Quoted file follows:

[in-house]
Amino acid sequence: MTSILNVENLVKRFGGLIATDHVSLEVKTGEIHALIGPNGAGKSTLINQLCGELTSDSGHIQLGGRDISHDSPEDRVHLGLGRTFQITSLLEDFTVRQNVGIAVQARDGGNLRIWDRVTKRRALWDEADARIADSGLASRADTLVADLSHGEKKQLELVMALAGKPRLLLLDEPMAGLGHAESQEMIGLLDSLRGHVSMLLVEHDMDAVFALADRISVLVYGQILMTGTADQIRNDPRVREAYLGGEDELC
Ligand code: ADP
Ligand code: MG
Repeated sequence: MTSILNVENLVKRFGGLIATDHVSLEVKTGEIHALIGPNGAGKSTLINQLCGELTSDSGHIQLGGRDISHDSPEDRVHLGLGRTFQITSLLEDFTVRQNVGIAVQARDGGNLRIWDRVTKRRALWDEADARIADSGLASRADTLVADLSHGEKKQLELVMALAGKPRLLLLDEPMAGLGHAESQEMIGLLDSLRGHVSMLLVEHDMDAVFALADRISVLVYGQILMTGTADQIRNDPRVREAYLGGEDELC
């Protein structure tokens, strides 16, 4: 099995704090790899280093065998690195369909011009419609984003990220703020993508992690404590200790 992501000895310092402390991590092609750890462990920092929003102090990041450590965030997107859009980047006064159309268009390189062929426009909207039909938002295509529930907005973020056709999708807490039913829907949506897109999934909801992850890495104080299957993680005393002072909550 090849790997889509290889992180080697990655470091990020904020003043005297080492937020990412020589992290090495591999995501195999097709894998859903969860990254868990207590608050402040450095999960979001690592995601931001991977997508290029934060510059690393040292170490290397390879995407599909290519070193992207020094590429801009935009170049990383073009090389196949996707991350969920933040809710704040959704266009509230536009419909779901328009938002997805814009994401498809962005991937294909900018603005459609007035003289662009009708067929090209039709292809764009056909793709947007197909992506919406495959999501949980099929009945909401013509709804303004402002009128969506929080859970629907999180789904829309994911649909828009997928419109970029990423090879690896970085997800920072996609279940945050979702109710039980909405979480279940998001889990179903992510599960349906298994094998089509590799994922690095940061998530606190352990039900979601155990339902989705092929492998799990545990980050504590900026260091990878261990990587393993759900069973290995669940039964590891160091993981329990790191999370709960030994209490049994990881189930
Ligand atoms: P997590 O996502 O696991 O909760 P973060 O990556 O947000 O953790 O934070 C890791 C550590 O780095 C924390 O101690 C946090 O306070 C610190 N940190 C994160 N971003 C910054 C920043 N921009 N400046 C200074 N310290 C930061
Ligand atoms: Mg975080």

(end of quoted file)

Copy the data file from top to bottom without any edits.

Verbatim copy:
[in-house]
Amino acid sequence: MTSILNVENLVKRFGGLIATDHVSLEVKTGEIHALIGPNGAGKSTLINQLCGELTSDSGHIQLGGRDISHDSPEDRVHLGLGRTFQITSLLEDFTVRQNVGIAVQARDGGNLRIWDRVTKRRALWDEADARIADSGLASRADTLVADLSHGEKKQLELVMALAGKPRLLLLDEPMAGLGHAESQEMIGLLDSLRGHVSMLLVEHDMDAVFALADRISVLVYGQILMTGTADQIRNDPRVREAYLGGEDELC
Ligand code: ADP
Ligand code: MG
Repeated sequence: MTSILNVENLVKRFGGLIATDHVSLEVKTGEIHALIGPNGAGKSTLINQLCGELTSDSGHIQLGGRDISHDSPEDRVHLGLGRTFQITSLLEDFTVRQNVGIAVQARDGGNLRIWDRVTKRRALWDEADARIADSGLASRADTLVADLSHGEKKQLELVMALAGKPRLLLLDEPMAGLGHAESQEMIGLLDSLRGHVSMLLVEHDMDAVFALADRISVLVYGQILMTGTADQIRNDPRVREAYLGGEDELC
């Protein structure tokens, strides 16, 4: 099995704090790899280093065998690195369909011009419609984003990220703020993508992690404590200790 992501000895310092402390991590092609750890462990920092929003102090990041450590965030997107859009980047006064159309268009390189062929426009909207039909938002295509529930907005973020056709999708807490039913829907949506897109999934909801992850890495104080299957993680005393002072909550 090849790997889509290889992180080697990655470091990020904020003043005297080492937020990412020589992290090495591999995501195999097709894998859903969860990254868990207590608050402040450095999960979001690592995601931001991977997508290029934060510059690393040292170490290397390879995407599909290519070193992207020094590429801009935009170049990383073009090389196949996707991350969920933040809710704040959704266009509230536009419909779901328009938002997805814009994401498809962005991937294909900018603005459609007035003289662009009708067929090209039709292809764009056909793709947007197909992506919406495959999501949980099929009945909401013509709804303004402002009128969506929080859970629907999180789904829309994911649909828009997928419109970029990423090879690896970085997800920072996609279940945050979702109710039980909405979480279940998001889990179903992510599960349906298994094998089509590799994922690095940061998530606190352990039900979601155990339902989705092929492998799990545990980050504590900026260091990878261990990587393993759900069973290995669940039964590891160091993981329990790191999370709960030994209490049994990881189930
Ligand atoms: P997590 O996502 O696991 O909760 P973060 O990556 O947000 O953790 O934070 C890791 C550590 O780095 C924390 O101690 C946090 O306070 C610190 N940190 C994160 N971003 C910054 C920043 N921009 N400046 C200074 N310290 C930061
Ligand atoms: Mg975080």